Nobody likes to ponder one's own mortality, but making a will is a necessity to avoid distribution of your assets in a manner in which you never intended. Below are the specifics of North Carolina laws that deal with property distribution of residents who die intestate.
The following applies to a married decedent:
-- If your spouse survives and you have no children or descendants from any children, and your parents are deceased, all of your personal and real property will pass to your spouse.
-- If either of your parents survive, the first $50,000 of your personal property goes to your spouse, as well as half of any remaining personal property. The remaining half of your personal property passes to your parent(s).
-- When your spouse survives and you have children or descendants from your children, your spouse receives the first $30,000 of your personal property and half of what remains. The other half goes to a single child or their descendants. If there is more than one child or their descendants, the initial $30K of your personal property will pass to your spouse, and a third of the remainder as well. Additional children or their descendant receive two-thirds of the personal property that remains.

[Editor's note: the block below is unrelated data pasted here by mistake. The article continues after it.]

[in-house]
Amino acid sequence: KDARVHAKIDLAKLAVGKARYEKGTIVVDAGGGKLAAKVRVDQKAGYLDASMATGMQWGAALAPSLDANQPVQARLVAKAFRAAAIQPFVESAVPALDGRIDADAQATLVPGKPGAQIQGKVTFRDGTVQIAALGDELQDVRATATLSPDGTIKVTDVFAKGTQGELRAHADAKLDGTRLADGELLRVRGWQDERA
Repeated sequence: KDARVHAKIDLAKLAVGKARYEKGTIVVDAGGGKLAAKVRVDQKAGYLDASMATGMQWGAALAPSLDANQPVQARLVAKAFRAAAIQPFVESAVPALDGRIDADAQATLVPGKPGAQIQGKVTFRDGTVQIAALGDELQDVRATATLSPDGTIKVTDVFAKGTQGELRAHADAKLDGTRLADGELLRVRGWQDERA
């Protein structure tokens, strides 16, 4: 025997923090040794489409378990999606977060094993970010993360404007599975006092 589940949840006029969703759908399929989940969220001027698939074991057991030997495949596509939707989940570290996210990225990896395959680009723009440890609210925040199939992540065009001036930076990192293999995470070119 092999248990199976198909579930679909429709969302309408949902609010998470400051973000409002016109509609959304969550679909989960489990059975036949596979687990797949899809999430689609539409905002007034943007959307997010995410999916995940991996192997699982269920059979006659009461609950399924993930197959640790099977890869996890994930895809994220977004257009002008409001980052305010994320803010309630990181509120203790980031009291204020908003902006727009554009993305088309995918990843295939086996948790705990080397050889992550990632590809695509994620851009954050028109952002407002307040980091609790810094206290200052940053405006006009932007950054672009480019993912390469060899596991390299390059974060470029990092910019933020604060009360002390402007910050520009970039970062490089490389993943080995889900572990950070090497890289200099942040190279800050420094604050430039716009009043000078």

For unmarried persons and widows, the below applies:
-- If you have children or they have surviving descendants, all of your personal and real property is divided among them.
-- If your parent(s) survive and you have no children or their descendants, your parent(s) take possession of all that is in your estate.
-- Those who have no children, descendants or living parent(s), but who have siblings surviving will have their siblings split the proceeds of the estate. If they are deceased but have descendants, those descendants are your heirs.
-- If your parents are deceased and you have no siblings, nieces or nephews, but you have living grandparents, half of your estate goes to your paternal grandparents and half to the maternal grandparents. Should they predecease you, the maternal and paternal aunts, uncles and cousins on either side split the estate.
-- Those who die without any living relatives have their estate pass to the state.
Taking the time to draft a will allows your assets and treasured possessions to pass on to those whom you intend to have them.
Source: North Carolina Cooperative Extension Service, "Who Gets Your Property if You Die Without a Will?," accessed April 29, 2016